Washitsu

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This washitsu has tatami flooring and shoji (doors).
A traditional washitsu

A washitsu (和室), meaning "Japanese-style room(s)", and frequently called a "tatami room" in English, is a Japanese room with traditional tatami flooring.[1] Washitsu also usually have sliding doors (fusuma), rather than hinged doors between rooms. They may have shōji and, if the particular room is meant to serve as a reception room for guests, it may have a tokonoma (alcove for decorative items).

Traditionally, most rooms in a Japanese dwelling were in washitsu style. However, many modern Japanese houses have only one washitsu, which is sometimes used for entertaining guests, and most other rooms are Western-style. Many new construction Japanese apartments have no washitsu at all, instead using linoleum or hardwood floors.

The size of a washitsu is measured by the number of tatami mats, using the counter word (), which, depending on the area, are between 1.5 m2 and 1.8 m2. (See tatami.) Typical room sizes are six or eight tatami mats in a private home. There are also half-sized mats, as in a 4.5-tatami room.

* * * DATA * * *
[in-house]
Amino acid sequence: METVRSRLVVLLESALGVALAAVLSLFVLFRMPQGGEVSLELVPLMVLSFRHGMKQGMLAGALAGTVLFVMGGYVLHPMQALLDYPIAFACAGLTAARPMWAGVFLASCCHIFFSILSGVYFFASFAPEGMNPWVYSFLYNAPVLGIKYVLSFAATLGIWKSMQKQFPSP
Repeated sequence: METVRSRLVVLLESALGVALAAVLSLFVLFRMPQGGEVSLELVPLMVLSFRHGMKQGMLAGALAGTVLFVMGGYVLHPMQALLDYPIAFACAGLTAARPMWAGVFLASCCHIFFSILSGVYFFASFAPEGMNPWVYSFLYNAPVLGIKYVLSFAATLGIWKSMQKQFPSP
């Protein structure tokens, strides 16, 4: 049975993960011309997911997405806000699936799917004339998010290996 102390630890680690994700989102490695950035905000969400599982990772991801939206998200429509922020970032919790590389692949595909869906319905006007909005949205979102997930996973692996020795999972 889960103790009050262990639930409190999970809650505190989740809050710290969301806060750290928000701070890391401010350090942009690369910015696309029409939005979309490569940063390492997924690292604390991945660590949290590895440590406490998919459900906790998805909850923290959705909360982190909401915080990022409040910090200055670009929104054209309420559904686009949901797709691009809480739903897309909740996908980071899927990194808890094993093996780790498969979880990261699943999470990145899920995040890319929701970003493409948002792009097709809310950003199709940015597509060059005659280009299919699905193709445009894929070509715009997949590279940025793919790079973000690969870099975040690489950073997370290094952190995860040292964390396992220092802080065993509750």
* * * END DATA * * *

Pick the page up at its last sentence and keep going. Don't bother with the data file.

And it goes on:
People sit directly on the tatami, on zabuton (a kind of cushion), or on special low chairs set on the tatami. For sleeping, a futon is laid out in the evening and folded away in the morning. Other furniture in a washitsu may include a low table at which a family may eat dinner or entertain guests, and a kotatsu, a particular type of low table that contains a heating element used in the wintertime, may also be provided. The kotatsu may be particularly important in winter as most Japanese homes do not have central heating.

The antonym is yōshitsu (洋室), meaning "Western-style room(s)". Another term for washitsu is nihonma (日本間), and the corresponding term for yōshitsu is yōma (洋間).[2]

See also[edit]

References[edit]

  1. ^ Washitsu (Japanese-style room) 和室 わしつ at tjf.or.jp
  2. ^ Japanese Kōjien dictionary, entries for "washitsu" and "yōshitsu"